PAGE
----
SPENDING quality time together is important in order to bond with your children. Counter-intuitively, perhaps, one way of doing that is to involve your children in your business. That is precisely what Patrick Ng, the owner of Hanayoshi Restaurant, chose to do.
"Opening the restaurant offered me an opportunity to get close to my children," he said. "We now have a common topic to talk about."
Lorraine Ng, his oldest daughter who graduated relatively recently, runs the restaurant. His two younger daughters, who are still studying, help out at the restaurant during their vacation breaks.
Nowadays, he jokes, car rides are dominated by conversation about the running of the restaurant. "I've gotten an intangible ROI from the very start," he quipped.
Mr Ng described Hanayoshi as being "conceptualised as an authentic Japanese dining restaurant" that sets out to serve "classic dishes that maintain a high level of authenticity while pleasing local palates".
This is achieved, in great part, through the expertise of Chef Mitsuo Ishii, who has previously served as the personal chef of two Japanese ambassadors to Singapore.
The authenticity of the restaurant is buttressed by its décor, which Mr Ng said "replicates the quiet elegance of rustic Japanese architecture".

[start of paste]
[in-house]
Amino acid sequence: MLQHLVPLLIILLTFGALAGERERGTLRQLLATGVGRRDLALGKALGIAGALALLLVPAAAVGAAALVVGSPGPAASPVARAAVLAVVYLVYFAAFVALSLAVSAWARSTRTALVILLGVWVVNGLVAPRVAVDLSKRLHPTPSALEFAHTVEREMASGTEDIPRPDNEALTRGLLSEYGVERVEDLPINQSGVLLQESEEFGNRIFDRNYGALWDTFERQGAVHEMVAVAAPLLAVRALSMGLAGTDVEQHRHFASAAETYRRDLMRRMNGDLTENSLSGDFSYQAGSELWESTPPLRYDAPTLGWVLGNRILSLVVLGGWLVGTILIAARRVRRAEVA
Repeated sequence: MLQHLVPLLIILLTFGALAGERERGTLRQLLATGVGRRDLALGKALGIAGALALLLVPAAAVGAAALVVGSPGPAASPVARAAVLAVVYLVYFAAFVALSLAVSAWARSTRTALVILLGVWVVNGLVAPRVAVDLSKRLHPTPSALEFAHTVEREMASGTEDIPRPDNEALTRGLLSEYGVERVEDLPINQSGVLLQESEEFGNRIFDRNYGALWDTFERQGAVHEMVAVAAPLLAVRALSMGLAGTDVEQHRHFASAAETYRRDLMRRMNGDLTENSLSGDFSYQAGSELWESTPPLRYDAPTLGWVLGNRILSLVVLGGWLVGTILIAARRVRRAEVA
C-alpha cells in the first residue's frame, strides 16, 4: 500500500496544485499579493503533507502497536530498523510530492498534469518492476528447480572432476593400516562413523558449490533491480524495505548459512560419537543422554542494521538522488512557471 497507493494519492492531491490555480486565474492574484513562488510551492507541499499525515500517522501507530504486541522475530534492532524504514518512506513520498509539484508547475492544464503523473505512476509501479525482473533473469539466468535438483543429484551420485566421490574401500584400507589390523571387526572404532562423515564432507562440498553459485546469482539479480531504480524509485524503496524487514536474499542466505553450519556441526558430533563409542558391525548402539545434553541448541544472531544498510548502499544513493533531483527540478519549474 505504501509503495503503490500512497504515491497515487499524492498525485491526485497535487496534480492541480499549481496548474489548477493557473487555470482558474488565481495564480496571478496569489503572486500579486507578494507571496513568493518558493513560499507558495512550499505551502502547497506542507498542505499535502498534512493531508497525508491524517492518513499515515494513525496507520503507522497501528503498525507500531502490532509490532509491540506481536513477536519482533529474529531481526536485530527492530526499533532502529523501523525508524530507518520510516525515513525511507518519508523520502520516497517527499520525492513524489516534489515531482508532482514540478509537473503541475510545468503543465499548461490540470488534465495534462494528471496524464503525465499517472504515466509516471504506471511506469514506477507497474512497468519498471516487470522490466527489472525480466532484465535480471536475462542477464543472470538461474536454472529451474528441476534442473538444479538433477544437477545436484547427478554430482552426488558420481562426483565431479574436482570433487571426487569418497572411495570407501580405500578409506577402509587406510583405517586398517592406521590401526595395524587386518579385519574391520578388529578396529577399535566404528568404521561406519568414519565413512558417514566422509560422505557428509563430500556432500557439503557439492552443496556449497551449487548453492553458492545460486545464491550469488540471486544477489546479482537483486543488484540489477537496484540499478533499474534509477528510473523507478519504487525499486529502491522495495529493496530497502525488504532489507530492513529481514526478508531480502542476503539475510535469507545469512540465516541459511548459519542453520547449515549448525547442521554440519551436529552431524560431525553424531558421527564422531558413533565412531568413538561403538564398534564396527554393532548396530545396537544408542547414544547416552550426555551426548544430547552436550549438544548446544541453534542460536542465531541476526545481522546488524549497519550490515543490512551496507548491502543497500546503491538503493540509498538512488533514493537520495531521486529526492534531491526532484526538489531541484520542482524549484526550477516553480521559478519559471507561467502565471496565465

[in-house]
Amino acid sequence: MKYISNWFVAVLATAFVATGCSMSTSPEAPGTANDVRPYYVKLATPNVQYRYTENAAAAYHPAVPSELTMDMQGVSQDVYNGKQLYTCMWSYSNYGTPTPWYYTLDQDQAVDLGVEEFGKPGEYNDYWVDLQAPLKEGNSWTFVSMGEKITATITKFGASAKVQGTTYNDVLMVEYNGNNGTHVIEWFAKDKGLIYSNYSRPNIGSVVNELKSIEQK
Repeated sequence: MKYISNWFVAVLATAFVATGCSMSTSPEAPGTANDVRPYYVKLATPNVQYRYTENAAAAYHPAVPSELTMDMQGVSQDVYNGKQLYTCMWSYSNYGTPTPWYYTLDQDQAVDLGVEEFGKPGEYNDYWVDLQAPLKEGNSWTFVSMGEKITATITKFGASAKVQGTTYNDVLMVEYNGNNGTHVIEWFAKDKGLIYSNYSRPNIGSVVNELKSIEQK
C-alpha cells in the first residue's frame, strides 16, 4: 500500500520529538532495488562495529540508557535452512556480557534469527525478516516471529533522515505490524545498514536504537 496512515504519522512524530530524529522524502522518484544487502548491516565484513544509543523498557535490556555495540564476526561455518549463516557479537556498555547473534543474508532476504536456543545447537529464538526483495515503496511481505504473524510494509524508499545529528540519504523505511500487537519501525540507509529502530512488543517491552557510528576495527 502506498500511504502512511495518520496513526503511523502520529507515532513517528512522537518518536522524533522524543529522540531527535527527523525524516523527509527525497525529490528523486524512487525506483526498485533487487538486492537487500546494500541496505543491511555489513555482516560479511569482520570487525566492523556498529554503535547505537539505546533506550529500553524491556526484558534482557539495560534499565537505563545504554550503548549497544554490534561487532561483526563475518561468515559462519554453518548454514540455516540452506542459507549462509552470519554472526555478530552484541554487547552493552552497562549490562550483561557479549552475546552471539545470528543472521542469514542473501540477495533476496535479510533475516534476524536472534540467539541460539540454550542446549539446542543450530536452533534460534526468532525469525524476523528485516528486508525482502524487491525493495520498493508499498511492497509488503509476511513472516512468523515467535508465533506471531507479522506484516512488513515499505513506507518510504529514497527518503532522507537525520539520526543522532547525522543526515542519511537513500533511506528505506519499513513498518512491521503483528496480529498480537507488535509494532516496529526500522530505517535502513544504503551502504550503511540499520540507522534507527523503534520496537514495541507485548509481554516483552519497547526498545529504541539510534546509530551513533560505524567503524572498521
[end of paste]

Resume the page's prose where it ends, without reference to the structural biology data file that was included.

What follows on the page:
Patrons may choose to sit at the sushi bar on the first floor, where they can catch a glimpse of Chef Ishii. Another traditional option is to dine in one of two private rooms that are designed in tatami style. Alternatively, patrons may choose to dine in an open dining area or a private room done up in contemporary style.
The fine dining restaurant attempts to meet customer requirements as far as possible. To illustrate, omakase set menus - essentially where patrons allow the chef to select the dishes to be served - are ordinarily available for $150++ and $180++.
However, such sets may be customised to suit diners' budgets. Thus, said Mr Ng, "if you want an omakase set for $100, we'll try to customise an option that will fit that budget".